Former Child of War: “Mental Health is Still the Priority”

Oct. 10, 2022

Ocen Daniel, War Child's Team Lead Uganda
It’s that time of year again - a time when practitioners, policy makers and general society come together to accelerate awareness around mental health. Despite tokenistic progress, less than 2% of global health care budgets are assigned to psychological support. “It’s frustrating because I have seen the effect that this support can have on the ground”, says Ocen Daniel, our Team Lead in Uganda and former child of war.

Persistent lack of mental health funding

On top of a historic lack of funding, less than 50% of people with mental health challenges worldwide currently receive the care they need. In low-income countries - like the countries where War Child has a presence - this figure is estimated to be even lower - with a mere 10% able to access support.

“The scary thing is that the need is only getting bigger”, says Ocen Daniel, a Psychosocial Support Team Lead for War Child’s programme in Uganda. “The whole world is a war zone right now - Uganda is receiving around 1,000 refugees from DR Congo on a weekly basis, even the West is feeling the effects…

“Yet, the global response doesn’t reflect that. It’s very frustrating because I am seeing every day what effect this support can have on young people affected by war.”

War and flight

Daniel is not only referring to his six years as a psychosocial support expert, he’s also experienced war and flight first hand.

It was 1999 at the height of civil unrest and political rebellion in Uganda. “I was six years old when we first experienced an attack in my village”, he recalls. “I ran home to gather my family. No one was there. Our cows and goats were looted. My best friend was killed in the attack.”

All he knew was that he had to get out: “I walked for days and days. I saw the dead bodies of young and old; it affected me and haunted me wherever I went. If I saw soldiers in the distance, or people walking in lines, I would get frightened and go back into hiding. Every day felt like forever.”

Spending two months alone in the bush, one day a truck picked him up. Arriving in Lira, a city in the north of the country, he was greeted by a few distant relatives, yet his parents and siblings; his friends and loved ones were gone.

Psychological impact

“It was the most challenging moment of my life”, says Daniel. Angry and weak, he joined the local street kids. “I feasted in the garbage bin, eating leftovers from restaurants - that was my life for almost five years.”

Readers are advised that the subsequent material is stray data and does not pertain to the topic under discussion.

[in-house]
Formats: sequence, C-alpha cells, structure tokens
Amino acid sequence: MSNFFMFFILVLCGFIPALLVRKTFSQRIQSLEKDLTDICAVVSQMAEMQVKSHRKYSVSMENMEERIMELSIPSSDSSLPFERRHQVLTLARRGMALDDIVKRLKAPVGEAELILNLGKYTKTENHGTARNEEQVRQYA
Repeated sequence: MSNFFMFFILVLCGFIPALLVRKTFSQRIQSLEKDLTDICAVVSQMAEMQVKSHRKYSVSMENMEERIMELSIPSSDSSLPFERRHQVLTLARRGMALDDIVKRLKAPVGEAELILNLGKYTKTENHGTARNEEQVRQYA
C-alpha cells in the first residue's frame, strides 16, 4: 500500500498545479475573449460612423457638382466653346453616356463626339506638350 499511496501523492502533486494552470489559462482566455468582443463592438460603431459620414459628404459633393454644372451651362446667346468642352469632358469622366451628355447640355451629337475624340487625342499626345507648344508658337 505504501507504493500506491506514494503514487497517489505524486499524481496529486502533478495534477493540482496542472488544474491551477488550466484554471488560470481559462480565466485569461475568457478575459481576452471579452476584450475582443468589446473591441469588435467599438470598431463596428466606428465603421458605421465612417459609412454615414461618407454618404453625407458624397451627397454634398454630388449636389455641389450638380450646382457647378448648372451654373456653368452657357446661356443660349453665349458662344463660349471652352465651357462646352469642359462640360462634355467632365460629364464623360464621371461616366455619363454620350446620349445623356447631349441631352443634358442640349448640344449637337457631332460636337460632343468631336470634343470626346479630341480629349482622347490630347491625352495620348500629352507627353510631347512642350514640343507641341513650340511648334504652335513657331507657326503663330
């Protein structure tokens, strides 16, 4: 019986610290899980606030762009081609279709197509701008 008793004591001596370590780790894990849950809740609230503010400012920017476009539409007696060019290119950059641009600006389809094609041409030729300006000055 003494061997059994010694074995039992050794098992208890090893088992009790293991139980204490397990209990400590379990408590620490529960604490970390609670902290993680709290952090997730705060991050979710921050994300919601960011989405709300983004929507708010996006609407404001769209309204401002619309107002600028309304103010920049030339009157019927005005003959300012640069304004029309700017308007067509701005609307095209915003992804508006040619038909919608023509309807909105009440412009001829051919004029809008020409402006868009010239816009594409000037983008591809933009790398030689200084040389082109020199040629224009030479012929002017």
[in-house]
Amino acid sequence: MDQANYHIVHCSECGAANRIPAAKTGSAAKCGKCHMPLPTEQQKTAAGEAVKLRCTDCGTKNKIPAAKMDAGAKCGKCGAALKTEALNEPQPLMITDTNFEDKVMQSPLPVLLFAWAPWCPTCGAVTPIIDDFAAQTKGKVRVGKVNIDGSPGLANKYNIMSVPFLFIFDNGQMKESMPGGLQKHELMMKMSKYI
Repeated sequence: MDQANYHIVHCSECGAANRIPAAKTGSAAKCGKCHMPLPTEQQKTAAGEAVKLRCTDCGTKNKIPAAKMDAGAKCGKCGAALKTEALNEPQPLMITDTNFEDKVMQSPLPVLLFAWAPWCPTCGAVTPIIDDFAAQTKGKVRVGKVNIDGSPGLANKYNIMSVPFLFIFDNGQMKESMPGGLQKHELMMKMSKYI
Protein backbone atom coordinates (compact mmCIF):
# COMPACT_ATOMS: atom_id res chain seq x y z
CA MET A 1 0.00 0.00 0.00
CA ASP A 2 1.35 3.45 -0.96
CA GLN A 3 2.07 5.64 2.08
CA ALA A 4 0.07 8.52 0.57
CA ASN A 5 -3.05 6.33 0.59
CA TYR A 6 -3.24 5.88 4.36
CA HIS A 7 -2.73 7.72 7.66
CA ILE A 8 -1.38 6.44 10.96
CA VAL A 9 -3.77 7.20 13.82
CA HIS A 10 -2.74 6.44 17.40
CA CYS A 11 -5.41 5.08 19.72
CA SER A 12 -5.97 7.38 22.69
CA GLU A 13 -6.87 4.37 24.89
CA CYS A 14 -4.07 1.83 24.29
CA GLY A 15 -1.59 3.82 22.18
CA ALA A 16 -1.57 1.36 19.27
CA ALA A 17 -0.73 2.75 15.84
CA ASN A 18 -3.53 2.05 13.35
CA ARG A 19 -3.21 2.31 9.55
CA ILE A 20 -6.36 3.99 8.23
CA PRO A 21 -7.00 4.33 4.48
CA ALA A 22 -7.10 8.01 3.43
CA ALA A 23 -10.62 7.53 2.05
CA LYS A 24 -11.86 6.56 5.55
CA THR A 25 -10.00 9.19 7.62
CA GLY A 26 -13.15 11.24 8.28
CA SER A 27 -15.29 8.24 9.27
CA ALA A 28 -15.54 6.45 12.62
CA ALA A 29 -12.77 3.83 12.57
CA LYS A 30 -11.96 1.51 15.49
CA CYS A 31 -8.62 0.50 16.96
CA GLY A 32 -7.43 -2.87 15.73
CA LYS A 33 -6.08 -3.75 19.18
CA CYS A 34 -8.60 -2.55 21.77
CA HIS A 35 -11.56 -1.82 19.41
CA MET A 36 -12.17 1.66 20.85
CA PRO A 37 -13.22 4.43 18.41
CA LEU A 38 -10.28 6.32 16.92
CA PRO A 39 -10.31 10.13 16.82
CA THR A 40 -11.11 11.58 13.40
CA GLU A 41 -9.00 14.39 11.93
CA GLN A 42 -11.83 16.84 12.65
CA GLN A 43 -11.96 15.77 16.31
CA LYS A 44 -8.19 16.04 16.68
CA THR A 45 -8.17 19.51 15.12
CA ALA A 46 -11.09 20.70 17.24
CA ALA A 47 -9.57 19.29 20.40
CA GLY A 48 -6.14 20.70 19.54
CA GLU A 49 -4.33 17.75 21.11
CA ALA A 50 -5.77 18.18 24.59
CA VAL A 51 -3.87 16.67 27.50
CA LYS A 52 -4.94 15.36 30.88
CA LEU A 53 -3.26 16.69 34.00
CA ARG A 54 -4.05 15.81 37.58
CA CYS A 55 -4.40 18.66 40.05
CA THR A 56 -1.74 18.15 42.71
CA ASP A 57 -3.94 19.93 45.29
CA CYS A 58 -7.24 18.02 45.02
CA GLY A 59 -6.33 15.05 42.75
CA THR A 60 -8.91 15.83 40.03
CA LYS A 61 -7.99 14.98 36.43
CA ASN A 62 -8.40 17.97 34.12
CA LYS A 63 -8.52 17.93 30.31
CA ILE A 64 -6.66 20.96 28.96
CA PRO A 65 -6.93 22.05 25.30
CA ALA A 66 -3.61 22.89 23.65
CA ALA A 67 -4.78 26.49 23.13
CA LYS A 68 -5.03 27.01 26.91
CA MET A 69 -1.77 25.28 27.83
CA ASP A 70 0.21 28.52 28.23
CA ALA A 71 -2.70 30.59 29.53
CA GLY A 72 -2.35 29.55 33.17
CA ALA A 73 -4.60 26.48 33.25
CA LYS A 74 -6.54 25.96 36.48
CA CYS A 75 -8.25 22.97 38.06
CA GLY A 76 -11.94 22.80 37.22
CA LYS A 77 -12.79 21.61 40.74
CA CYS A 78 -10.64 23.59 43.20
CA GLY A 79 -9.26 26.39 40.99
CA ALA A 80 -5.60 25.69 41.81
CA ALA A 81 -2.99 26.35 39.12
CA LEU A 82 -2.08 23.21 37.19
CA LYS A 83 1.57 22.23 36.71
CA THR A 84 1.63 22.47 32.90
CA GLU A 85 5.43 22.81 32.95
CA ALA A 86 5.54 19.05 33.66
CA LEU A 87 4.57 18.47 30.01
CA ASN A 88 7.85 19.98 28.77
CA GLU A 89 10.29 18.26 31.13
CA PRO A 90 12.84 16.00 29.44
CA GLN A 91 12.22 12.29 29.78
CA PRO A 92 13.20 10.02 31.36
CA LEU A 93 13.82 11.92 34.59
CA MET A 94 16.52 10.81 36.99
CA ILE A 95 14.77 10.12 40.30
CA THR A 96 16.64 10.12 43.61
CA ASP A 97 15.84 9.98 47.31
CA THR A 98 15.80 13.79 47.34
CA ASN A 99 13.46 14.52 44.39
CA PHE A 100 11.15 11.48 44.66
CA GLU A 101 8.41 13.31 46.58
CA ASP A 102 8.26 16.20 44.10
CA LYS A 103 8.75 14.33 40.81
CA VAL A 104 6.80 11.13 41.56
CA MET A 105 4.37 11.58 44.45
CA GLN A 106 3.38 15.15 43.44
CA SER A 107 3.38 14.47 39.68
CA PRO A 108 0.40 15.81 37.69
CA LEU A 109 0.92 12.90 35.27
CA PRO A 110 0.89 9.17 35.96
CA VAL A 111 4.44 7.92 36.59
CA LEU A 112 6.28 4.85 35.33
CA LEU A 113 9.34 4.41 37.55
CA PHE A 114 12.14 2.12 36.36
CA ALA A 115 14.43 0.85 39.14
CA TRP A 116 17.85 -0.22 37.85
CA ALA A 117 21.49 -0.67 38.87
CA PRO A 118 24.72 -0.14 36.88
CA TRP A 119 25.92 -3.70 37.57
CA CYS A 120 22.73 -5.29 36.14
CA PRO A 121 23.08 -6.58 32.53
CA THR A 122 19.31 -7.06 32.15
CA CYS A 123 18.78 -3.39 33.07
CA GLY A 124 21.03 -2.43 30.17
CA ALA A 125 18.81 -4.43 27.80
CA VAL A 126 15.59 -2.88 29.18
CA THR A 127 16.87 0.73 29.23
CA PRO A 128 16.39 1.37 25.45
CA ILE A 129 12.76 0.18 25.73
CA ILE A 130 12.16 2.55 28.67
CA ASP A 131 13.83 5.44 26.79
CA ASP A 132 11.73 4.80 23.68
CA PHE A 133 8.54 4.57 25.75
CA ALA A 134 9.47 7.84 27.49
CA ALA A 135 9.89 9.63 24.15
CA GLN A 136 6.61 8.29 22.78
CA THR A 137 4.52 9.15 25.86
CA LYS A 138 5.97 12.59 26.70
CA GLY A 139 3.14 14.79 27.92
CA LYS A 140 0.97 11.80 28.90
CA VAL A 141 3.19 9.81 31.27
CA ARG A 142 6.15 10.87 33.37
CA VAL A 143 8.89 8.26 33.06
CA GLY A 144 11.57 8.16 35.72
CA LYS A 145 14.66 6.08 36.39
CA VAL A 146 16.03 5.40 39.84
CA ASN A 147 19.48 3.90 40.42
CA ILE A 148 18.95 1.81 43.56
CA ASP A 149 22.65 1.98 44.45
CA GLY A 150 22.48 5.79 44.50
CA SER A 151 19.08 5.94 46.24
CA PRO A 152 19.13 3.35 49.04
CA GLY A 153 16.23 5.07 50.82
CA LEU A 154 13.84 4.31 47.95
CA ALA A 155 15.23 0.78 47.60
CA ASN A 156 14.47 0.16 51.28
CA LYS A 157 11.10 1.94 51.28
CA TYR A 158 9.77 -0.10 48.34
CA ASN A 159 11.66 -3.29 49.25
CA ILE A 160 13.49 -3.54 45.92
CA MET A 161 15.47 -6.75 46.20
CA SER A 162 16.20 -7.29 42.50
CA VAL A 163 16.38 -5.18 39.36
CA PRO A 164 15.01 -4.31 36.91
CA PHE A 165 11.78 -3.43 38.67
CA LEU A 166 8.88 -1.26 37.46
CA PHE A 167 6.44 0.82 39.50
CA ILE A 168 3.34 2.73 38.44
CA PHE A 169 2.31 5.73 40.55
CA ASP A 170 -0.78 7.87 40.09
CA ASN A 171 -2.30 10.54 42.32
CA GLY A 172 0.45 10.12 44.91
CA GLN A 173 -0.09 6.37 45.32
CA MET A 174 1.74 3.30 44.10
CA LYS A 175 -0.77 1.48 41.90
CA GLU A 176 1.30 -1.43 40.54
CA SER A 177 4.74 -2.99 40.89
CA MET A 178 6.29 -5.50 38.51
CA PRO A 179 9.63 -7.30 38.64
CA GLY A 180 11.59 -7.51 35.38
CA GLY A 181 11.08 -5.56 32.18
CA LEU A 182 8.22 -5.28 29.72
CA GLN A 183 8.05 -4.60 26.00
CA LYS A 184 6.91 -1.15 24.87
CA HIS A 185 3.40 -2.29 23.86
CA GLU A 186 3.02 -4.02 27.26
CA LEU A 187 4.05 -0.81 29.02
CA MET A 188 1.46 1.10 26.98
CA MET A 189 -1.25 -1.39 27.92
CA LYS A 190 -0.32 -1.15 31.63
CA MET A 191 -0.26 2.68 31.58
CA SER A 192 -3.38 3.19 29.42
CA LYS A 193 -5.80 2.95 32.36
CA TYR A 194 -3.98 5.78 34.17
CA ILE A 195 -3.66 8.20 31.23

And can he put into words the impact of his experiences on his mental health?

"Now that I do this job, I can reflect and understand what happened to me back then. I became violent, overly emotional, a thief: stealing and causing alarm in Lira town. But this was all because I felt abandoned. I had no hope."

“I became violent, overly emotional, a thief; stealing and causing alarm in Lira town. But this was all because I felt abandoned. I had no hope."
Ocen Daniel
Ocen Daniel, Team Lead Uganda

Daniel captivates this young audience in Uganda

Ocen Daniel, Team Lead Uganda

He also provides psychosocial support through movement

A lifeline

When he was ten years old, things got so bad that Daniel was arrested and taken to a nearby detention centre. “I was ready to go to jail; I deserved it”, he says. Yet, his luck was about to change…

“One day, a police women came and told me that there was a programme for me. That was my first contact with War Child.” Daniel was to be released from the remand home on the condition that he attend regular War Child sessions. “What I loved most was the new friends I made there - after losing my dearest one.”

“As part of the training I was told to set a goal”, he continues. “Something I could achieve within three months. I chose to stop stealing and behaving badly.”

Keeping the momentum

Fast forward several years and Daniel had turned his life around. He was re-integrated into school, passed his exams early, and slowly learnt to control his emotions, solve conflict and relate to others.

“The beauty is that I was able to rediscover my own worth and inner strength”, he smiles. "This is the true value of psychosocial support - something that not all humanitarian agencies focus on. We cannot take our foot off the gas, because, like I said, the need is greater than ever. If we can prioritise mental health, then look at all the other aspects - including economic empowerment - we can avoid relapse and give youth the chance to explore a future they want."

“If we can prioritise mental health, we can avoid relapse and give young people the chance to explore a future they want."
Ocen Daniel